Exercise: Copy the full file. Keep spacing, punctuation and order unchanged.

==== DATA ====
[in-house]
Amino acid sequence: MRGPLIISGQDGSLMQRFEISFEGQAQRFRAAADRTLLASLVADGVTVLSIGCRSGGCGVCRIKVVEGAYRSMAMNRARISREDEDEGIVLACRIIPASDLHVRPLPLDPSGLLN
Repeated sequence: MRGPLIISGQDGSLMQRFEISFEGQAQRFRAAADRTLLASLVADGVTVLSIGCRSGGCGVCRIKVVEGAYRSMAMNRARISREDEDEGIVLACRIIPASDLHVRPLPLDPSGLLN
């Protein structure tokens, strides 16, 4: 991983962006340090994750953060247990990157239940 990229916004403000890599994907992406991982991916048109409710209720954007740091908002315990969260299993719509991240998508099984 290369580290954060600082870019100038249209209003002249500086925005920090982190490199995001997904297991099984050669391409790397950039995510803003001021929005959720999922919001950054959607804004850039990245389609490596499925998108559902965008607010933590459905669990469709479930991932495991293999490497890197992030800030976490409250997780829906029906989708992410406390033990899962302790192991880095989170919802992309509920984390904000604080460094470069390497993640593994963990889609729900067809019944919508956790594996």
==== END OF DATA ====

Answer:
[in-house]
Amino acid sequence: MRGPLIISGQDGSLMQRFEISFEGQAQRFRAAADRTLLASLVADGVTVLSIGCRSGGCGVCRIKVVEGAYRSMAMNRARISREDEDEGIVLACRIIPASDLHVRPLPLDPSGLLN
Repeated sequence: MRGPLIISGQDGSLMQRFEISFEGQAQRFRAAADRTLLASLVADGVTVLSIGCRSGGCGVCRIKVVEGAYRSMAMNRARISREDEDEGIVLACRIIPASDLHVRPLPLDPSGLLN
């Protein structure tokens, strides 16, 4: 991983962006340090994750953060247990990157239940 990229916004403000890599994907992406991982991916048109409710209720954007740091908002315990969260299993719509991240998508099984 290369580290954060600082870019100038249209209003002249500086925005920090982190490199995001997904297991099984050669391409790397950039995510803003001021929005959720999922919001950054959607804004850039990245389609490596499925998108559902965008607010933590459905669990469709479930991932495991293999490497890197992030800030976490409250997780829906029906989708992410406390033990899962302790192991880095989170919802992309509920984390904000604080460094470069390497993640593994963990889609729900067809019944919508956790594996």